I have also bought the Hermesetas liquid and Splenda granulated. Should I use a combination of the 3?

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Replying to:

Pat

If it's just the extra carbs you want to avoid, why not use Splenda in tablet form to provide the extra sweetening? I often do this, either crushing them with the back of a spoon and mixing the powder into the baking mix, or dissolving them in a little hot water and mixing into a wet ingredient such as egg.

Otherwise you can use Hermesetas Liquid, which is acesulfame and saccharine - no aspartame! It doesn't lose sweetness when baked. It can be difficult to get hold of, though. I get my local chemist (Lloyds) to order it for me. I have to buy 6 bottles at a time but luckily it doesn't go off for years.

Users outside the EU can use stevia of course, but unfortunately it's not a permitted item within the EU.

Hope this helps

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Re: Re: Re: Sweeteners

Ignore me, I've just solved the picture puzzle and got the sugar converter! Thanks anyway.

--- --- --- --- --- --- --- --- ---

Replying to:

Jackie

Can you give me an idea of how many of the Splenda tablets to use in recipes? In baking, are they the same as 1 tablet=1 teaspoon?

I have also bought the Hermesetas liquid and Splenda granulated. Should I use a combination of the 3?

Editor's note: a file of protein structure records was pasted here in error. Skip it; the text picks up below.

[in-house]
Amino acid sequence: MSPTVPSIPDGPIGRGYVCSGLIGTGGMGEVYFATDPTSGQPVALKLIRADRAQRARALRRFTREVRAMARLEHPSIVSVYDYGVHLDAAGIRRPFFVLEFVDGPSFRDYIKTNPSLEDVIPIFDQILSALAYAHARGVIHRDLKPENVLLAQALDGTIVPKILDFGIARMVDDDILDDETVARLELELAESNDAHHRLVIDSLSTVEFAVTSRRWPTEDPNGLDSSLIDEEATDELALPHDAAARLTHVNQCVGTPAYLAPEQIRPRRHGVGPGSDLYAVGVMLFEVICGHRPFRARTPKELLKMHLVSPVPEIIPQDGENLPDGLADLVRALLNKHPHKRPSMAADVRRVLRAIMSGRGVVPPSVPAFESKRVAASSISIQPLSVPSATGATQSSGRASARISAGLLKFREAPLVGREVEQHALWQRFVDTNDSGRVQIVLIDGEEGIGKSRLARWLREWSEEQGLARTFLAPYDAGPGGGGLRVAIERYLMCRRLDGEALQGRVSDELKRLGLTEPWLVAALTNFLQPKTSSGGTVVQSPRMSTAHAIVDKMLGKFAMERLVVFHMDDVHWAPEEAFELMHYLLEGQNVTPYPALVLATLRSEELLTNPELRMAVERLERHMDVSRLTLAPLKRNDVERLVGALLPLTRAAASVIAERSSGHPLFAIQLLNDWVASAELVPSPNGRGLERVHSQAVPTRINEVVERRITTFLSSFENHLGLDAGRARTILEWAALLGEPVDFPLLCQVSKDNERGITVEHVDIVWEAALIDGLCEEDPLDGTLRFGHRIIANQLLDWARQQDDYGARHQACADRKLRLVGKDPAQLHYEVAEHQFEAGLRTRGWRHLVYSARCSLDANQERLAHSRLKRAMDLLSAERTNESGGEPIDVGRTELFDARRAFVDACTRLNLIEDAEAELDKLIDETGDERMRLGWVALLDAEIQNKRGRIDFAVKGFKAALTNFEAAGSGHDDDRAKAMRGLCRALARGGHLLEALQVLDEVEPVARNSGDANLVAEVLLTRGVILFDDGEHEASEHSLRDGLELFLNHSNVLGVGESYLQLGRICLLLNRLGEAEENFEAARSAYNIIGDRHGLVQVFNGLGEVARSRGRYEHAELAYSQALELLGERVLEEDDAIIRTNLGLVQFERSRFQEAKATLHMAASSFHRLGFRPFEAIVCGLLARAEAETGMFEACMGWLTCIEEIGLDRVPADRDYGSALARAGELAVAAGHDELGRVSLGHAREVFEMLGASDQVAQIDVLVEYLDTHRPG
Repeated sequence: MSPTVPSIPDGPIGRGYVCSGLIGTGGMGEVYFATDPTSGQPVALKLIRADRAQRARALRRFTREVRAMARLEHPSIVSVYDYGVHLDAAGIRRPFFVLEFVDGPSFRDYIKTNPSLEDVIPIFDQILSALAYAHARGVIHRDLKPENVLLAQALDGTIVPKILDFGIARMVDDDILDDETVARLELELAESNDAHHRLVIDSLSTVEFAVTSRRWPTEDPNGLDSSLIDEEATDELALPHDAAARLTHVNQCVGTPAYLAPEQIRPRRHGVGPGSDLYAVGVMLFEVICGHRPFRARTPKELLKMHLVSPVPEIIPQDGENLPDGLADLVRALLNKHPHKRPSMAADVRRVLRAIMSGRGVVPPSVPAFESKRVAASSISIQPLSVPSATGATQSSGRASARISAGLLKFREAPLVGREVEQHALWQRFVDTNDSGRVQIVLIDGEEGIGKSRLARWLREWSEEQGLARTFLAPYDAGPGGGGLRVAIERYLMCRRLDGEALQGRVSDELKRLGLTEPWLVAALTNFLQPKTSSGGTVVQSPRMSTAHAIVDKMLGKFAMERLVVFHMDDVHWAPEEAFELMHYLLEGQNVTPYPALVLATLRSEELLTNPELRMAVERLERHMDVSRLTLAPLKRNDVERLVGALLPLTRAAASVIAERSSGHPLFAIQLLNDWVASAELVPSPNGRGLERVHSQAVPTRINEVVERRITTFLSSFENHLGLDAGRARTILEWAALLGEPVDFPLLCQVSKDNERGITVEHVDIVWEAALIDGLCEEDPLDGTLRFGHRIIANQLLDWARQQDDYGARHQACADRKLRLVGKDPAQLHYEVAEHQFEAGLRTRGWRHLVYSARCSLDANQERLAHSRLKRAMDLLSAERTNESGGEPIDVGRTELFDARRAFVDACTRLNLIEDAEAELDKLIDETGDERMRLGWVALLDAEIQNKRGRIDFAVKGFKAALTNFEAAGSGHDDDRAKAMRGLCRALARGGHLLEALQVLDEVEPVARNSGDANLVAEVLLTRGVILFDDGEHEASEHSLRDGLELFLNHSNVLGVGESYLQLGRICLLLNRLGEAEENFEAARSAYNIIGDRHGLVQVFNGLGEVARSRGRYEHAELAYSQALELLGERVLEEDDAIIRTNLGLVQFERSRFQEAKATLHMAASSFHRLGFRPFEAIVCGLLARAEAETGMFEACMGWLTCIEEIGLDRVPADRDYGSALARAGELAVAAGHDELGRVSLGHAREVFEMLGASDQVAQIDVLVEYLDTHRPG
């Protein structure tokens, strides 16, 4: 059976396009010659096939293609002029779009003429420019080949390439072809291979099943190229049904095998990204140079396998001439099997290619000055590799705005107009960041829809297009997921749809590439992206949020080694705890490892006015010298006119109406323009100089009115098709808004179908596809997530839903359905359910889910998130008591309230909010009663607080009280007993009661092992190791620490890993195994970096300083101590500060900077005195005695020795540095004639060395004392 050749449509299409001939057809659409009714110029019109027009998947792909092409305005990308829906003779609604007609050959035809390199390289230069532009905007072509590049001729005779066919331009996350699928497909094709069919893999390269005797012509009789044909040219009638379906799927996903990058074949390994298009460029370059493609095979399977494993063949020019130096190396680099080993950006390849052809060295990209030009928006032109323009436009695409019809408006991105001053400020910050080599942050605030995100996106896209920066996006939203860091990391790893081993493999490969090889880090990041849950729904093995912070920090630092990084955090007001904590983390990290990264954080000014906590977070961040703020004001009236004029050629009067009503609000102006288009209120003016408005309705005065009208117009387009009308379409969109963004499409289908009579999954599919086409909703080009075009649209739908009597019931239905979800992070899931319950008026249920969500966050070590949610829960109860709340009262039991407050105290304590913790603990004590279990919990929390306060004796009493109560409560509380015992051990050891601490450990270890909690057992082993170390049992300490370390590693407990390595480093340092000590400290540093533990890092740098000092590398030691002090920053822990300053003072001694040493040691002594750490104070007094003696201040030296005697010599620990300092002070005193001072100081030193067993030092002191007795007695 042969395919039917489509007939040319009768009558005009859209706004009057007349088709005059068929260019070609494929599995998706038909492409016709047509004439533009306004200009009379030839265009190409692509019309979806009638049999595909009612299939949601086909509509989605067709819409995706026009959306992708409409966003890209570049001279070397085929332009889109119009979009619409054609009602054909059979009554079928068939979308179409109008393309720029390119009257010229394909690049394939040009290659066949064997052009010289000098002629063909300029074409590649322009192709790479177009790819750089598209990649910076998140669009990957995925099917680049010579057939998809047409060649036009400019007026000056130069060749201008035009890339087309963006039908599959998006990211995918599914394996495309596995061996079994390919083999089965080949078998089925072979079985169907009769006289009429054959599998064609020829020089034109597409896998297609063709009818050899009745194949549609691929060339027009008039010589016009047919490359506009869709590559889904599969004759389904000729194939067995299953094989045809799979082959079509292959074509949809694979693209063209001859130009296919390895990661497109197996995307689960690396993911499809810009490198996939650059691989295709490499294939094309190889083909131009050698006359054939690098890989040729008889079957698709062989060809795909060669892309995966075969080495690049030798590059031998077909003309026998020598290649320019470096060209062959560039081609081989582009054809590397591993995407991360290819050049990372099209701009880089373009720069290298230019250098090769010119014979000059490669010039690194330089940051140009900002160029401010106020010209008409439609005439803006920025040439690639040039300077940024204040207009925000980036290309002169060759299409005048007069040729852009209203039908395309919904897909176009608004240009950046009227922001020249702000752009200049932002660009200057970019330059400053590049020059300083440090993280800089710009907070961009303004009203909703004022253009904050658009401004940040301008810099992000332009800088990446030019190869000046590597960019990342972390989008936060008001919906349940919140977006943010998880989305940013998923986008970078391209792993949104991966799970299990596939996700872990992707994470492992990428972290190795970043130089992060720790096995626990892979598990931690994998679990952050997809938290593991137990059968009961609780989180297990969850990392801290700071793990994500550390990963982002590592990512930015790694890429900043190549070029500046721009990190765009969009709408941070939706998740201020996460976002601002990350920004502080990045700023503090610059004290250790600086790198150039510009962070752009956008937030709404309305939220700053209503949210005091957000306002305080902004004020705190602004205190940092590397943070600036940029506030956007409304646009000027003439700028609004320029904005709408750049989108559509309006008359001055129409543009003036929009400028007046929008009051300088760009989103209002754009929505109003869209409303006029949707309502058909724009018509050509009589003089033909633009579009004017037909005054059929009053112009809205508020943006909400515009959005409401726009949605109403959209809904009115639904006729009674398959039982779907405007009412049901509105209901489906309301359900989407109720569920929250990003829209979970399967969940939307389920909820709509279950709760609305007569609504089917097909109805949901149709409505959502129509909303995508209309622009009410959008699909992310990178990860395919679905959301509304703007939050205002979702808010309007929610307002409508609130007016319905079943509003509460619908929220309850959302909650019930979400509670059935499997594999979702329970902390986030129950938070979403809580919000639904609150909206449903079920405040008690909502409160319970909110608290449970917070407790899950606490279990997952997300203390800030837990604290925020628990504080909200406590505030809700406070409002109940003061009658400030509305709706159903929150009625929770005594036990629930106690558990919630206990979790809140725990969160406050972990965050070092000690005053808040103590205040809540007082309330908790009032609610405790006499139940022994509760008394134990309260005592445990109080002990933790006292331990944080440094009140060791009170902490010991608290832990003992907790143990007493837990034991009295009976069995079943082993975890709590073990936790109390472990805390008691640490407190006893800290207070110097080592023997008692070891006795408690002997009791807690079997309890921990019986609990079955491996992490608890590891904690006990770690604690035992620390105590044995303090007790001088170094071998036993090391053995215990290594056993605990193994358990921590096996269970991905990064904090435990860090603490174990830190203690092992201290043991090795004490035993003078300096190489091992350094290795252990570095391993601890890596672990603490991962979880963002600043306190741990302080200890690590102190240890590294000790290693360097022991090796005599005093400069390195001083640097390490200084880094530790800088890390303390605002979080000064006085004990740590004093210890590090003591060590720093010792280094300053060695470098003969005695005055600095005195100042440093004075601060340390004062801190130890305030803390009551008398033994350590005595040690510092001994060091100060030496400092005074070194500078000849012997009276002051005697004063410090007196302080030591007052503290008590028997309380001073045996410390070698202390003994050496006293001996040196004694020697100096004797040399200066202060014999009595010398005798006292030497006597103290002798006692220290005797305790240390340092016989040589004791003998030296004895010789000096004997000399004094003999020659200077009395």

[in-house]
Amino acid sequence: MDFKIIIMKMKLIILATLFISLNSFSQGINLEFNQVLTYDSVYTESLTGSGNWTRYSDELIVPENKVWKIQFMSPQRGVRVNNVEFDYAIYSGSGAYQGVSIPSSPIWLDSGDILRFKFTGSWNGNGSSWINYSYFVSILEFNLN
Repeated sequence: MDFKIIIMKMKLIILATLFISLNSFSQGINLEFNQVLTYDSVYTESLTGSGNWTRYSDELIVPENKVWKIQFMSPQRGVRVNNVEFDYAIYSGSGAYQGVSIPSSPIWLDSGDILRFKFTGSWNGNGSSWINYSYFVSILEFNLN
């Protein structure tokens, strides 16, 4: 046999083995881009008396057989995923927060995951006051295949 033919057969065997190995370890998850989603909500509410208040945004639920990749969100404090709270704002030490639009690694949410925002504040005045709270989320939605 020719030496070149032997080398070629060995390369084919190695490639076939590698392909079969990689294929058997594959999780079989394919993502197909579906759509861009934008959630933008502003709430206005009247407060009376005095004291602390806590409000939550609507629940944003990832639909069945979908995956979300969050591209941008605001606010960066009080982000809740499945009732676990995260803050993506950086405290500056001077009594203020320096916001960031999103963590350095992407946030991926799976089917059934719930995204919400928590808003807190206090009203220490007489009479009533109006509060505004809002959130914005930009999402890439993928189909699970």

--- --- --- --- --- --- --- --- ---

Replying to:

Pat

If it's just the extra carbs you want to avoid, why not use Splenda in tablet form to provide the extra sweetening? I often do this, either crushing them with the back of a spoon and mixing the powder into the baking mix, or dissolving them in a little hot water and mixing into a wet ingredient such as egg.

Otherwise you can use Hermesetas Liquid, which is acesulfame and saccharine - no aspartame! It doesn't lose sweetness when baked. It can be difficult to get hold of, though. I get my local chemist (Lloyds) to order it for me. I have to buy 6 bottles at a time but luckily it doesn't go off for years.

Users outside the EU can use stevia of course, but unfortunately it's not a permitted item within the EU.

Hope this helps

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Re: Sweeteners - using more than one together

Sheena

Yes, they say that the collective effect of a variety of sweeteners is better than just using more of one type. Depending on how un-carby I want to be on the day I'm making the recipe, I often substitute Hermesetas liquid or crushed up Splenda tablets for Splenda granulated. However, bear in mind that the granulated also contributes to the texture, so depending on what the recipe is for, you might not get such a good result texture-wise.

Jackie

Re: Sweeteners

I don't use artificial sweeteners at all as I think they're toxic - I do use xylitol, erythritol or inulin depending on what the recipe is though.